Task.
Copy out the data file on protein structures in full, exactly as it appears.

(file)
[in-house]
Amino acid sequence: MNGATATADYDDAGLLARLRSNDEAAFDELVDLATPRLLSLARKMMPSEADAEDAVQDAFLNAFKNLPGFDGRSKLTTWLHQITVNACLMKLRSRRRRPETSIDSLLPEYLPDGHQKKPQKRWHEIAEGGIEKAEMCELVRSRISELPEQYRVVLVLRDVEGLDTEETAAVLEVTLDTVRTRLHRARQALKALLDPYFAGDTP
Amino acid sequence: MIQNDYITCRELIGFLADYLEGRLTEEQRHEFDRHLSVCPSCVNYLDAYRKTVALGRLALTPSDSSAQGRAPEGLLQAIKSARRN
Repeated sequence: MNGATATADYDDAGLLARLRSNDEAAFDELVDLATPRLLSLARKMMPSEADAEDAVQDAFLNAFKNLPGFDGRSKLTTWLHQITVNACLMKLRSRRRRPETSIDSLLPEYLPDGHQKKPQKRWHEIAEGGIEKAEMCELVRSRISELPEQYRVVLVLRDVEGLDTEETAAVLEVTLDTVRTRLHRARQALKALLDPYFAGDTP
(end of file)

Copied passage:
[in-house]
Amino acid sequence: MNGATATADYDDAGLLARLRSNDEAAFDELVDLATPRLLSLARKMMPSEADAEDAVQDAFLNAFKNLPGFDGRSKLTTWLHQITVNACLMKLRSRRRRPETSIDSLLPEYLPDGHQKKPQKRWHEIAEGGIEKAEMCELVRSRISELPEQYRVVLVLRDVEGLDTEETAAVLEVTLDTVRTRLHRARQALKALLDPYFAGDTP
Amino acid sequence: MIQNDYITCRELIGFLADYLEGRLTEEQRHEFDRHLSVCPSCVNYLDAYRKTVALGRLALTPSDSSAQGRAPEGLLQAIKSARRN
Repeated sequence: MNGATATADYDDAGLLARLRSNDEAAFDELVDLATPRLLSLARKMMPSEADAEDAVQDAFLNAFKNLPGFDGRSKLTTWLHQITVNACLMKLRSRRRRPETSIDSLLPEYLPDGHQKKPQKRWHEIAEGGIEKAEMCELVRSRISELPEQYRVVLVLRDVEGLDTEETAAVLEVTLDTVRTRLHRARQALKALLDPYFAGDTP